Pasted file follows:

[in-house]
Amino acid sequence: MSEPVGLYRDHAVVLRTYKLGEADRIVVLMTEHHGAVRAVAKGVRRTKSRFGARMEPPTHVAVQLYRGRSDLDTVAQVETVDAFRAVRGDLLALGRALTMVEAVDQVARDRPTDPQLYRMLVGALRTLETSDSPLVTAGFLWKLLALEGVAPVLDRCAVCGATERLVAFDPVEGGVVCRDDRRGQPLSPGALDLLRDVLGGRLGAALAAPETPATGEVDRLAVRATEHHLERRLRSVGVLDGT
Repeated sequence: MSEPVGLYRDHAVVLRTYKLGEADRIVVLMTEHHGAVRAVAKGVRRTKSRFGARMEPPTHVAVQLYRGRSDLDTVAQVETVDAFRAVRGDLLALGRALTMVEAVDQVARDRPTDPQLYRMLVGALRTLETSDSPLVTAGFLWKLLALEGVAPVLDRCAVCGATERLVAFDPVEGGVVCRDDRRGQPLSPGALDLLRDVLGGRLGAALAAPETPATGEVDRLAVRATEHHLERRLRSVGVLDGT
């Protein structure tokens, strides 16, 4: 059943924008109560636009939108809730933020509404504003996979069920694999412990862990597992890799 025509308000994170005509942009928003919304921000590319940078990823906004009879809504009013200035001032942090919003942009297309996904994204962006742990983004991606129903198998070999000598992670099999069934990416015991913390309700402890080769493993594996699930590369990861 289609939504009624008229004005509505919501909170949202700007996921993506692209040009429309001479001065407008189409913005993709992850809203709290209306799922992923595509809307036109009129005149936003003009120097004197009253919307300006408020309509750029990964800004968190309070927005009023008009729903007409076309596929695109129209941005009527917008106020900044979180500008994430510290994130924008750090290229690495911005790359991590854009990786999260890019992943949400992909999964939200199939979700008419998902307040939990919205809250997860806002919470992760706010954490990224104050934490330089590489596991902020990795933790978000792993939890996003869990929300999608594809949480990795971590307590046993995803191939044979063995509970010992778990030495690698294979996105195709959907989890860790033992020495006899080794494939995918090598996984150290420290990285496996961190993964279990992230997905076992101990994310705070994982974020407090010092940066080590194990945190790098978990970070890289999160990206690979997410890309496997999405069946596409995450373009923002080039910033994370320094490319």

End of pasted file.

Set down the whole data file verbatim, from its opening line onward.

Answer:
[in-house]
Amino acid sequence: MSEPVGLYRDHAVVLRTYKLGEADRIVVLMTEHHGAVRAVAKGVRRTKSRFGARMEPPTHVAVQLYRGRSDLDTVAQVETVDAFRAVRGDLLALGRALTMVEAVDQVARDRPTDPQLYRMLVGALRTLETSDSPLVTAGFLWKLLALEGVAPVLDRCAVCGATERLVAFDPVEGGVVCRDDRRGQPLSPGALDLLRDVLGGRLGAALAAPETPATGEVDRLAVRATEHHLERRLRSVGVLDGT
Repeated sequence: MSEPVGLYRDHAVVLRTYKLGEADRIVVLMTEHHGAVRAVAKGVRRTKSRFGARMEPPTHVAVQLYRGRSDLDTVAQVETVDAFRAVRGDLLALGRALTMVEAVDQVARDRPTDPQLYRMLVGALRTLETSDSPLVTAGFLWKLLALEGVAPVLDRCAVCGATERLVAFDPVEGGVVCRDDRRGQPLSPGALDLLRDVLGGRLGAALAAPETPATGEVDRLAVRATEHHLERRLRSVGVLDGT
């Protein structure tokens, strides 16, 4: 059943924008109560636009939108809730933020509404504003996979069920694999412990862990597992890799 025509308000994170005509942009928003919304921000590319940078990823906004009879809504009013200035001032942090919003942009297309996904994204962006742990983004991606129903198998070999000598992670099999069934990416015991913390309700402890080769493993594996699930590369990861 289609939504009624008229004005509505919501909170949202700007996921993506692209040009429309001479001065407008189409913005993709992850809203709290209306799922992923595509809307036109009129005149936003003009120097004197009253919307300006408020309509750029990964800004968190309070927005009023008009729903007409076309596929695109129209941005009527917008106020900044979180500008994430510290994130924008750090290229690495911005790359991590854009990786999260890019992943949400992909999964939200199939979700008419998902307040939990919205809250997860806002919470992760706010954490990224104050934490330089590489596991902020990795933790978000792993939890996003869990929300999608594809949480990795971590307590046993995803191939044979063995509970010992778990030495690698294979996105195709959907989890860790033992020495006899080794494939995918090598996984150290420290990285496996961190993964279990992230997905076992101990994310705070994982974020407090010092940066080590194990945190790098978990970070890289999160990206690979997410890309496997999405069946596409995450373009923002080039910033994370320094490319």